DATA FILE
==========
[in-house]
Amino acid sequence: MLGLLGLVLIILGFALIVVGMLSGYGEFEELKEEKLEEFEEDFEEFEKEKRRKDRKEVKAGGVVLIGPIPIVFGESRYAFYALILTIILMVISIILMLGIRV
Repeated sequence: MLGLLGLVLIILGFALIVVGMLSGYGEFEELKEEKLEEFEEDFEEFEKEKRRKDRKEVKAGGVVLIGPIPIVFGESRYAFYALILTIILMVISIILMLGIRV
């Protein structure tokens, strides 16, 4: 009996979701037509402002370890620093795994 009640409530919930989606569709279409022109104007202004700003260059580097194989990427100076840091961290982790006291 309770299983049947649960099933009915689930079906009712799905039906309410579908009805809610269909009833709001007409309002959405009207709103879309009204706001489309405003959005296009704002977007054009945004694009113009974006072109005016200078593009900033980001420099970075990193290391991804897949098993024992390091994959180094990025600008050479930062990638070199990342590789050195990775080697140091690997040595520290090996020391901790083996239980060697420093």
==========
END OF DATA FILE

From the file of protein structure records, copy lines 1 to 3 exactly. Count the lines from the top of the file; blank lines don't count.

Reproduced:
[in-house]
Amino acid sequence: MLGLLGLVLIILGFALIVVGMLSGYGEFEELKEEKLEEFEEDFEEFEKEKRRKDRKEVKAGGVVLIGPIPIVFGESRYAFYALILTIILMVISIILMLGIRV
Repeated sequence: MLGLLGLVLIILGFALIVVGMLSGYGEFEELKEEKLEEFEEDFEEFEKEKRRKDRKEVKAGGVVLIGPIPIVFGESRYAFYALILTIILMVISIILMLGIRV